Sunday, 26 February 2012

'Nutrilite Double X' is/was really a double cross

You latest post paints a frighteningly-familiar picture. 
On September 6th 1949, two USAAF veterans, Richard De Vos (aged 23) and Jay Van Andel (aged 25), registered the ‘Ja-Ri Corporation (later to become known as "Amway").’ However, during the 1950s, this company was only the agent of another one, the ‘Nutrilite Products Company Inc.’ 
‘Nutrilite’ was a controversial trademark owned by Carl F. Rehnborg a.k.a. Dr. Rehnborg, an American toothpaste-salesman of German origin who’d reinvented himself as a visionary autodidactic nutritionist, chemist, and businessman. Lawyers from the US Food and Drug Administration Bureau of Enforcement, who challenged the authenticity of Rehnborg's absurd claims in the federal courts during two decades, privately knew him to be nothing more than one of a trio of sinister quacks protected by an echelon of shyster attorneys, who’d combined, and updated, the medicine show and pyramid scam to reflect the spirit of the age. Tellingly, the ‘Amway’ version of Rehnborg's life sounds like a thrilling comic-book yarn. 
In 1915, Rehnborg (aged 25) voyaged to China on business. After 12 years of living in the Far East (where he witnessed ‘mass-starvation’ and survived the ‘siege of Shanghai’ by supplementing his diet with an improvised ‘vitamin and mineral-enriched broth made from grasses, powdered limestone and rusty nails, etc.’) Rehnborg sailed across the Pacific and landed on the West Coast of the USA. Despite having no money, he managed to establish a 'research laboratory’ in his modest loft-apartment on California’s Balboa Island. Assisted by his dutiful wife (Edith), Rehnborg then selflessly dedicated 6 years of his life to develop a ‘Revolutionary New Food Supplement’ to save mankind from starvation. He first naively tried to give his wonderful new formula away, but the cynical world wasn’t interested. So, in 1934, he reluctantly decided to create ‘California Vitamins Inc.’ In 1939, Rehnborg moved his ‘Business’ to a ‘Manufacturing and Processing Facility’ in Buena Park, California, and created the ‘Nutrilite Products Company Inc.’ By 1947, acting in association with a ‘Network Sponsoring Company’, ‘Mytinger and Casselberry Inc.’ (to whom he’d sold ‘Exclusive Nutrilite Distribution Rights’) Rehnborg (aged 57) had created the ‘World’s First Multilevel Marketing Scheme.’ Starting from nothing, he had become an admired and respected millionaire by ‘Helping 15 000 Americans to start their own Businesses.’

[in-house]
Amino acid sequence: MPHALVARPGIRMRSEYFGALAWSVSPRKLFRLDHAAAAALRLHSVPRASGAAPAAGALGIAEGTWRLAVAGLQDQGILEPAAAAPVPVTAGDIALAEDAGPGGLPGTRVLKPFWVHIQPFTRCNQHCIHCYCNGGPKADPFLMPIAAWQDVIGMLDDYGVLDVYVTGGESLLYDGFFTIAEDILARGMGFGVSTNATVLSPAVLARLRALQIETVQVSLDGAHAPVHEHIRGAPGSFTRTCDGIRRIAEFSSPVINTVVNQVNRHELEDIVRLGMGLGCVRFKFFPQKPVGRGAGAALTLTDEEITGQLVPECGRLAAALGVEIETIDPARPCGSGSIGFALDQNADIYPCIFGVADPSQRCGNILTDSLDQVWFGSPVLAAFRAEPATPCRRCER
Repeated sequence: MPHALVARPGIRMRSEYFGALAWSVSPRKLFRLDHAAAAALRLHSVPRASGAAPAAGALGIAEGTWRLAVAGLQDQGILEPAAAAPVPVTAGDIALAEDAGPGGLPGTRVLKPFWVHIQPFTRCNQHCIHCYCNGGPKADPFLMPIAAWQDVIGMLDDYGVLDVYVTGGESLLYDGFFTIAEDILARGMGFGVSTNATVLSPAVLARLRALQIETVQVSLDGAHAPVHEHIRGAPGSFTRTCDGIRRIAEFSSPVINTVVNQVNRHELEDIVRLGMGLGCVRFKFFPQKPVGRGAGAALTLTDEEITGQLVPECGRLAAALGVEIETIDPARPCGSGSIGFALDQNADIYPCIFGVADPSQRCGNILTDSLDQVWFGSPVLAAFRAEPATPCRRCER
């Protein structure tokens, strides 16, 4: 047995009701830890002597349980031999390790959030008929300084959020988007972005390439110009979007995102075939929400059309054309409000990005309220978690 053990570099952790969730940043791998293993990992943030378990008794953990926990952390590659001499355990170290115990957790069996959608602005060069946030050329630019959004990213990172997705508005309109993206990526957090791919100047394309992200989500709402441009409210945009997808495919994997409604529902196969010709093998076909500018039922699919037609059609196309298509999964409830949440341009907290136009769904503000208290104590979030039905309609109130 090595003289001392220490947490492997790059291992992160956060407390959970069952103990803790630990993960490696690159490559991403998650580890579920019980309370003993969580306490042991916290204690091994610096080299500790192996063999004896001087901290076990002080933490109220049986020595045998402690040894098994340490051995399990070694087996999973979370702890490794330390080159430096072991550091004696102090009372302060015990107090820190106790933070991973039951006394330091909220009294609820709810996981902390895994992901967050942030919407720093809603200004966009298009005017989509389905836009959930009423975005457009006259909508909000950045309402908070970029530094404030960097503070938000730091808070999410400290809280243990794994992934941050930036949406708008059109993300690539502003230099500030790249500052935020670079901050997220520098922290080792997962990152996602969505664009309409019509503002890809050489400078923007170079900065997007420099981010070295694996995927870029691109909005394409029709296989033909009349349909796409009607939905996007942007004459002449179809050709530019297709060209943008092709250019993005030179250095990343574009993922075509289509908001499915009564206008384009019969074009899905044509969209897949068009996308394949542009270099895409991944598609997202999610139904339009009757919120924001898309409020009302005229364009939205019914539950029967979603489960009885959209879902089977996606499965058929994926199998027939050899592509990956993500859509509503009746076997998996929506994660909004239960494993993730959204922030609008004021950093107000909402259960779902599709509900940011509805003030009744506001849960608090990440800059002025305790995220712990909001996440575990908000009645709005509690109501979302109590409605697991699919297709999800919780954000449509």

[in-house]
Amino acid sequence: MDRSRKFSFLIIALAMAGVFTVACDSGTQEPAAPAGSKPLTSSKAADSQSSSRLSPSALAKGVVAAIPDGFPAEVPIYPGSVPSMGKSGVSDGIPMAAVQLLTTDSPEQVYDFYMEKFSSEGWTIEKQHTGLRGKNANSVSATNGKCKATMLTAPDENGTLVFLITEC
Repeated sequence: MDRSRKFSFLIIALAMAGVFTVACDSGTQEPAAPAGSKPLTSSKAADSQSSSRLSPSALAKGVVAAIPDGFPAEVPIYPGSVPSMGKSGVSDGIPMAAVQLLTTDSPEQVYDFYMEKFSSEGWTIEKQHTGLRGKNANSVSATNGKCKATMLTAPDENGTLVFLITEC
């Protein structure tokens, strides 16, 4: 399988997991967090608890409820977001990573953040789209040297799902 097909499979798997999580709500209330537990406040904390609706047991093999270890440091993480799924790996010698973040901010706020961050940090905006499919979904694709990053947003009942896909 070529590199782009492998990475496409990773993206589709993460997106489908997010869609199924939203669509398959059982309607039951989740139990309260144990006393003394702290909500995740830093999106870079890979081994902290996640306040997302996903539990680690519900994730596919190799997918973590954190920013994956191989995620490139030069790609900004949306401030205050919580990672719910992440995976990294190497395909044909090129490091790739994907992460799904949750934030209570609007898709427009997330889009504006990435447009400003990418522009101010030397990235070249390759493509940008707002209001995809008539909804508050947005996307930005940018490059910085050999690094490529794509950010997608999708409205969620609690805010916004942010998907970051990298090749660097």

There is no reason to doubt that Rehnborg (who worked for 'Colgate &Co') was in China during, and after, WW I; whilst the exciting episodes in his oriental odyssey (although highly-implausible) can be neither proved nor disproved. The truth about Rehnborg’s convoluted ‘Rags to Riches’ fairytale is an entirely different matterIn 1934, Rehnborg (aged 44) created ‘California Vitamins Inc.’to manufacture and distribute what he arbitrarily defined as the ‘World’s First Multi-Mineral/Multivitamin Plant-Based Food Supplement - a Unique Combination of Vitamins and Minerals in a Special Base.’ At first, this so-called ‘Health Tonic’ was brewed up, and peddled, in insignificant quantities. Consequently, it was of no particular interest to regulators. However, anyone with an ounce of common sense could immediately tell that Rehnborg’s ‘invention’ was just another essentially-inert potion (in the absurd tradition of the medicine show); a random mixture of cheaply-procured common substances with an expensive price tag. It had probably taken Rehnborg 6 hours to concoct, not 6 years.